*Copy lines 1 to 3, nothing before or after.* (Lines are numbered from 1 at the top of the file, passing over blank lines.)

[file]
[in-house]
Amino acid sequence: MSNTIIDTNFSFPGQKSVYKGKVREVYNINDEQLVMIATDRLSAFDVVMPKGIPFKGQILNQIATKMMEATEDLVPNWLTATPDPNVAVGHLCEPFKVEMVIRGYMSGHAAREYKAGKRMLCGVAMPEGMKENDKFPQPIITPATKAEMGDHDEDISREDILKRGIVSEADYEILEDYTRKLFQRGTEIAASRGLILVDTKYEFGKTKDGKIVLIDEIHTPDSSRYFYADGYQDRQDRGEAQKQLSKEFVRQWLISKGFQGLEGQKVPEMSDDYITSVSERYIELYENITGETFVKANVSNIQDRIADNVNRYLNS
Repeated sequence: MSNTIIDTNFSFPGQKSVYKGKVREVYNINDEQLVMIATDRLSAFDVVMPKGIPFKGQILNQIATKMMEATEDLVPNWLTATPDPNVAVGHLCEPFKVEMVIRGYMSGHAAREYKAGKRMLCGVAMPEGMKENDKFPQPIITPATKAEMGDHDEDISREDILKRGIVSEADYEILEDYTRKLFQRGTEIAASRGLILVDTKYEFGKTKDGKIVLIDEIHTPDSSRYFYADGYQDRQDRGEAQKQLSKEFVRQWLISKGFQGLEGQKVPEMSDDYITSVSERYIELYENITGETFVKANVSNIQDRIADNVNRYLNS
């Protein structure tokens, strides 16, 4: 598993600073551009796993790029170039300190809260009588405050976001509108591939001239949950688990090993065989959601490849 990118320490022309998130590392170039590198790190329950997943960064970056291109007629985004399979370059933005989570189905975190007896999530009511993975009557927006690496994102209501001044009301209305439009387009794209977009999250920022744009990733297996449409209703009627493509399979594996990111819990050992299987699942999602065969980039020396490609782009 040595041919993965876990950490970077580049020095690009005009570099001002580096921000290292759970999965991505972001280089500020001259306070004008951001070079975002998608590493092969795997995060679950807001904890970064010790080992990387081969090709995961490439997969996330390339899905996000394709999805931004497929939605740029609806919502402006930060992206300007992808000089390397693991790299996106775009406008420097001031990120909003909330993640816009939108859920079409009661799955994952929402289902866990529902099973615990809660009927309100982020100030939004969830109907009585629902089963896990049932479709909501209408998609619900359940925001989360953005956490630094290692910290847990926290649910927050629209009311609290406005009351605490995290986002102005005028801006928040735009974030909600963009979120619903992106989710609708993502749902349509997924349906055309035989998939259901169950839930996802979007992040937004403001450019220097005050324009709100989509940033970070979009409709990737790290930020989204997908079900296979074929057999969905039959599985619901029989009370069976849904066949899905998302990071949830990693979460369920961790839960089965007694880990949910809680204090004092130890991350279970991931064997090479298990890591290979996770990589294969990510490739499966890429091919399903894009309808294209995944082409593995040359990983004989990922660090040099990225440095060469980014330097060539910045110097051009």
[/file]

[in-house]
Amino acid sequence: MSNTIIDTNFSFPGQKSVYKGKVREVYNINDEQLVMIATDRLSAFDVVMPKGIPFKGQILNQIATKMMEATEDLVPNWLTATPDPNVAVGHLCEPFKVEMVIRGYMSGHAAREYKAGKRMLCGVAMPEGMKENDKFPQPIITPATKAEMGDHDEDISREDILKRGIVSEADYEILEDYTRKLFQRGTEIAASRGLILVDTKYEFGKTKDGKIVLIDEIHTPDSSRYFYADGYQDRQDRGEAQKQLSKEFVRQWLISKGFQGLEGQKVPEMSDDYITSVSERYIELYENITGETFVKANVSNIQDRIADNVNRYLNS
Repeated sequence: MSNTIIDTNFSFPGQKSVYKGKVREVYNINDEQLVMIATDRLSAFDVVMPKGIPFKGQILNQIATKMMEATEDLVPNWLTATPDPNVAVGHLCEPFKVEMVIRGYMSGHAAREYKAGKRMLCGVAMPEGMKENDKFPQPIITPATKAEMGDHDEDISREDILKRGIVSEADYEILEDYTRKLFQRGTEIAASRGLILVDTKYEFGKTKDGKIVLIDEIHTPDSSRYFYADGYQDRQDRGEAQKQLSKEFVRQWLISKGFQGLEGQKVPEMSDDYITSVSERYIELYENITGETFVKANVSNIQDRIADNVNRYLNS